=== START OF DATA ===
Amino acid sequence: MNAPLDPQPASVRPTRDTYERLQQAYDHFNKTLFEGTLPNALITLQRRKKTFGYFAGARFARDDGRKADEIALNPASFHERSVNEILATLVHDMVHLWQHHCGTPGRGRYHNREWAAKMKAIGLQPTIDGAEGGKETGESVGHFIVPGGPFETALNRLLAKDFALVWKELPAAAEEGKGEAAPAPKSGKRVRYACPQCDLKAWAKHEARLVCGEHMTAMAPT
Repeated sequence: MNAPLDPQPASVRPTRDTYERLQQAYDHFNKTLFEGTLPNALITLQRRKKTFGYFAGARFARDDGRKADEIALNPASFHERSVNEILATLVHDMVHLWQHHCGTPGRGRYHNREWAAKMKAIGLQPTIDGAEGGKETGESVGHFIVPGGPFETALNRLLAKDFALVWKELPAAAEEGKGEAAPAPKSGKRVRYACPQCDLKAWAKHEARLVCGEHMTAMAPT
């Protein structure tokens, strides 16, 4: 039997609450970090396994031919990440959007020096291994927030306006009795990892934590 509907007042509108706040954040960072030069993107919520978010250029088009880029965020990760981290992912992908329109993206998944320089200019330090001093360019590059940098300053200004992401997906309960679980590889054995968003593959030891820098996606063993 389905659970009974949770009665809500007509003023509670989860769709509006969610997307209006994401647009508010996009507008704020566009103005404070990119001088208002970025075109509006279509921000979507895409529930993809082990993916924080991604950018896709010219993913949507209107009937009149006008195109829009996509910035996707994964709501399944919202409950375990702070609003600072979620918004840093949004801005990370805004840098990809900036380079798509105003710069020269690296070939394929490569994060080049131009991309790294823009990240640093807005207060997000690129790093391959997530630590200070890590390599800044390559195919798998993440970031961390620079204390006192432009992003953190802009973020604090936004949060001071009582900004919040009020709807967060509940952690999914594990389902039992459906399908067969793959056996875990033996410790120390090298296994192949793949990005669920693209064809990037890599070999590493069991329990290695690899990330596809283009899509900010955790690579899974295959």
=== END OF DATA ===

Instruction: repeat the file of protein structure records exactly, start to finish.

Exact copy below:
Amino acid sequence: MNAPLDPQPASVRPTRDTYERLQQAYDHFNKTLFEGTLPNALITLQRRKKTFGYFAGARFARDDGRKADEIALNPASFHERSVNEILATLVHDMVHLWQHHCGTPGRGRYHNREWAAKMKAIGLQPTIDGAEGGKETGESVGHFIVPGGPFETALNRLLAKDFALVWKELPAAAEEGKGEAAPAPKSGKRVRYACPQCDLKAWAKHEARLVCGEHMTAMAPT
Repeated sequence: MNAPLDPQPASVRPTRDTYERLQQAYDHFNKTLFEGTLPNALITLQRRKKTFGYFAGARFARDDGRKADEIALNPASFHERSVNEILATLVHDMVHLWQHHCGTPGRGRYHNREWAAKMKAIGLQPTIDGAEGGKETGESVGHFIVPGGPFETALNRLLAKDFALVWKELPAAAEEGKGEAAPAPKSGKRVRYACPQCDLKAWAKHEARLVCGEHMTAMAPT
């Protein structure tokens, strides 16, 4: 039997609450970090396994031919990440959007020096291994927030306006009795990892934590 509907007042509108706040954040960072030069993107919520978010250029088009880029965020990760981290992912992908329109993206998944320089200019330090001093360019590059940098300053200004992401997906309960679980590889054995968003593959030891820098996606063993 389905659970009974949770009665809500007509003023509670989860769709509006969610997307209006994401647009508010996009507008704020566009103005404070990119001088208002970025075109509006279509921000979507895409529930993809082990993916924080991604950018896709010219993913949507209107009937009149006008195109829009996509910035996707994964709501399944919202409950375990702070609003600072979620918004840093949004801005990370805004840098990809900036380079798509105003710069020269690296070939394929490569994060080049131009991309790294823009990240640093807005207060997000690129790093391959997530630590200070890590390599800044390559195919798998993440970031961390620079204390006192432009992003953190802009973020604090936004949060001071009582900004919040009020709807967060509940952690999914594990389902039992459906399908067969793959056996875990033996410790120390090298296994192949793949990005669920693209064809990037890599070999590493069991329990290695690899990330596809283009899509900010955790690579899974295959």